1. Short Sentences.
    The philosopher Pascal once apologized for writing a long letter; if he'd had more time, he said, he'd have written a shorter one. Mark Twain said he didn't write Metropolis because he earned the same amount for writing City.

  2. Short Paragraphs.
    One idea, one paragraph.

  3. Active Voice.
    Not "the dog was walked by the girl."

  4. Necessary Words Only.
    "Advance planning" equals "planning." Put the news in the document's first paragraph. Don't overload the reader with adjectives and adverbs. When it's done, cut it 10%.

  5. Simple Words, Action Verbs, Concrete Nouns.
    "It behooves the writer to avoid archaic expressions" may be a true statement, but it's a weak sentence. Use the S-V-O (subject-verb-object) as the basis of any sentence. When jargon tempts you, remember that your audience doesn't have the same vocabulary that you do.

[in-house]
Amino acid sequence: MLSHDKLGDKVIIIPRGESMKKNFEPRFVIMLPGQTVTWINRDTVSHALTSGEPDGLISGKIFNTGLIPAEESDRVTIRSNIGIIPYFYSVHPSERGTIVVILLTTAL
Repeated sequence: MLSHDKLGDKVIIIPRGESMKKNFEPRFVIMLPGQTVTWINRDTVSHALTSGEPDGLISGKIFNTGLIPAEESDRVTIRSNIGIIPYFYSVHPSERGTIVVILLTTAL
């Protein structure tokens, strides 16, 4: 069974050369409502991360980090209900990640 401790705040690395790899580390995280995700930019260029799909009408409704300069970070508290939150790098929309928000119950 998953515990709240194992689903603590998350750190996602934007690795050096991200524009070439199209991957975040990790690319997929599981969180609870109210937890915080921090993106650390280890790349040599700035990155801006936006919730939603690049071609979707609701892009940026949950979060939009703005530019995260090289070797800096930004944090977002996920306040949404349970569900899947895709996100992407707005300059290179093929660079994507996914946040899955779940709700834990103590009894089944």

6. Consistent Tenses.
    When you change tenses, have a reason. Don't be afraid of the present tense.

  7. Avoid Clichés Like the Plague.
    Enough said.

  8. Parallelism Creates Power.
    Organize thoughts in parallel and use parallel construction to state them: "Our company locates oil deposits, refines petroleum products, and sells gasoline."

  9. Show, Don't Tell.
    Follow a generalization with an example. When explaining a complex process, use everyday analogies.

  10. Anecdotes and Quotations.
    Use plenty. Don't be afraid to use them.

  11. And remember:

    • A truly good writer generally is always careful to practically eliminate the too-frequent use of useful adverbs and pertinent adjectives.

    • Do not use a foreign term when there is an adequate English quid pro quo.

    • Mixed metaphors are a pain in the neck and ought to be thrown out the window.